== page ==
All indications point to a sustained period of low prices for wholesale electric power. There will be seasonal variability, but average annual prices will likely remain flat. As a result, generating utilities such as Exelon (EXC), Entergy (ETR), Calpine (CPN) and NRG Energy (NRG) will likely see revenue remain within a tight range until market conditions change. And market conditions will change.
Don't blame the economy for lackluster prices; the markets are also a factor. Deregulated generators rely on power markets for prices and margins. Complicating generators' future are new "circuit breakers" that are being built into the markets to smooth out demand, remove volatility and force market prices to remain low.
One type of circuit breaker is called demand-response. In some markets, when market prices drift to higher levels, large power users are offered financial incentives to reduce demand and shed load. As time progresses, more demand-response programs will be offered. That's one of the main ideas behind installing "smart meters" for residential and small-business consumers.
Nevertheless, some utilities believe that by 2015, the circuit breakers will become inadequate and that the power markets will improve. In particular, Exelon believes that sustained low prices will force competitors to exit and leave the market short of capacity. When supplies are lower, Exelon believes, power prices will creep upward.
FirstEnergy (FE) seems to agree. In a recent mailing to its retail customers, FirstEnergy warns of skyrocketing prices, particularly after 2015. Its projected "price to compare" starts at about 6.3 cents per kilowatt-hour for 2013, it jumps to 7.4 cents in 2015, and it ramps up to 9.2 cents by 2019. FirstEnergy is recommending that its consumers pay above-market prices for the next two or three years so they can save in 2015 and beyond.
To be clear, nobody knows what prices will be in 2015, let alone 2019. But Exelon and FirstEnergy may be right. Around 2015, the supply-demand curve could shift substantially. A number of utilities have already announced their plans to withdraw assets from the power markets. Dozens more will likely retire by 2015, the deadline for power plant owners to meet new Environmental Protection Agency mandates. Faced with the decision to upgrade or retire, some owners will find the additional capital requirements needed to upgrade to be unprofitable, and they will retire their underperforming and marginal plants.
From the utility's point of view, it may make financial sense to retire marginal plants. These plants' energy rarely produces gross margin, and they struggle to produce a profit. The only reason owners keep them in the fleet is to capture other sources of revenue, such as capacity and ancillary service payments. But if these marginal units no longer comply with EPA regulations, they no longer qualify for those miscellaneous payments. When there's no possibility of revenue, it becomes a simple business decision to exit the market.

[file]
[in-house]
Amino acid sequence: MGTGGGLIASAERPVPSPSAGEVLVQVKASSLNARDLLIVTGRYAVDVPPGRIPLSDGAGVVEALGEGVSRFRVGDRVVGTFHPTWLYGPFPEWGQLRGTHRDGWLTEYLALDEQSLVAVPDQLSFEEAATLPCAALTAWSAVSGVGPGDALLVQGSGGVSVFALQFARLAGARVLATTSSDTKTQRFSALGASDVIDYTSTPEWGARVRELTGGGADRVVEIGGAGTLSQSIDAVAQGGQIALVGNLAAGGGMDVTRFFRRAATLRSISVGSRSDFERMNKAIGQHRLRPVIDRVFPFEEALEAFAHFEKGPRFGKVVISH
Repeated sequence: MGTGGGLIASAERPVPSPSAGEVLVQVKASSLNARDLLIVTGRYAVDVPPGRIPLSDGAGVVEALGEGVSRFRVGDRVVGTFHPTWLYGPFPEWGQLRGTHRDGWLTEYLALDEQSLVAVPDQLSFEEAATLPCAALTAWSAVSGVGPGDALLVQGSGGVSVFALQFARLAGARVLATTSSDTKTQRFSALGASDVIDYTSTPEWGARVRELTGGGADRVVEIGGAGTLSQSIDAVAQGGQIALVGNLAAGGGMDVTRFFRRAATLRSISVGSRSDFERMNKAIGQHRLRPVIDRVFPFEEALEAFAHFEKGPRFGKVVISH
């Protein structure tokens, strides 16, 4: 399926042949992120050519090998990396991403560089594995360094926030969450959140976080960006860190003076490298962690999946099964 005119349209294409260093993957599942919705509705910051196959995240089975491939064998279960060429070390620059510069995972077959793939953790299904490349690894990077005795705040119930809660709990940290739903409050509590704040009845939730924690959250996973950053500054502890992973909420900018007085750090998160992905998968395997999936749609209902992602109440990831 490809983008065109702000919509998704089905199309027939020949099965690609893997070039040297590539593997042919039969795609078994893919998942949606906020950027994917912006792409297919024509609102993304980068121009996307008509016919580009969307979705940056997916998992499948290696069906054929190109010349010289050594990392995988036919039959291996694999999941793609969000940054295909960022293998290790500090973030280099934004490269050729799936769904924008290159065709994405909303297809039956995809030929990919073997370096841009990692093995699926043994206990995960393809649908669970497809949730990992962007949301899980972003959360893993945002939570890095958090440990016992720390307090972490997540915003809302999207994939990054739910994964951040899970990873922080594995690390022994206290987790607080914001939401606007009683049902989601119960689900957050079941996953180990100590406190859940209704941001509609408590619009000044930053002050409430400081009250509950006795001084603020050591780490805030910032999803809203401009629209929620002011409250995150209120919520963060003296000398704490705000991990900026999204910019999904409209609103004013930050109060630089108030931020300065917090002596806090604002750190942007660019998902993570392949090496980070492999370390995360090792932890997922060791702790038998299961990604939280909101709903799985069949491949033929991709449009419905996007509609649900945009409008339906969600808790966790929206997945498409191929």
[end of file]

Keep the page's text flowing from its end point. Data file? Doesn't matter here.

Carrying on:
It's a little trickier than it first appears. It turns out that the least efficient power plant in the dispatch sets the market-clearing price. As economically inefficient power plants exit the market, average market-clearing prices fall further, and a new group of power plants finds itself sitting on the margin.
But it's not in a cost leader's financial interest to have all its competitors exit the market. It's in its interest to have middle-market units exit and have high-cost generators remain. From the generating utility's point of view, pricey, oil-fired power plants should remain in the market and serve peak periods of demand.
Because electricity produced from oil is up to 10 times more costly than electricity produced from natural gas. As such, when oil-fired power plants are dispatched, market-clearing prices skyrocket. When market-clearing prices leap, gross margins improve for all market participants. This includes all the wind, solar, hydroelectric, nuclear, natural gas and large coal-fired power plants that remain in the market.
The only barrier to sky-high power prices is the circuit breakers. And many experts believe there is a practical limit to the efficacy of these programs. That's what underlies Exelon and FirstEnergy's gamble: They believe demand-response programs will not keep up with growing capacity shortages.
Complicating their gamble is the health of the nation's economy. If the economy is restored, demand for power will jump, and their gamble may pay off. If the economy remains lackluster, all bets are off.
From the point of view of the investor, owning power-generating utilities in deregulated power markets could be a highly speculative investment. Investors are not only gambling on the economy, they are also gambling on the future value of a market-based commodity.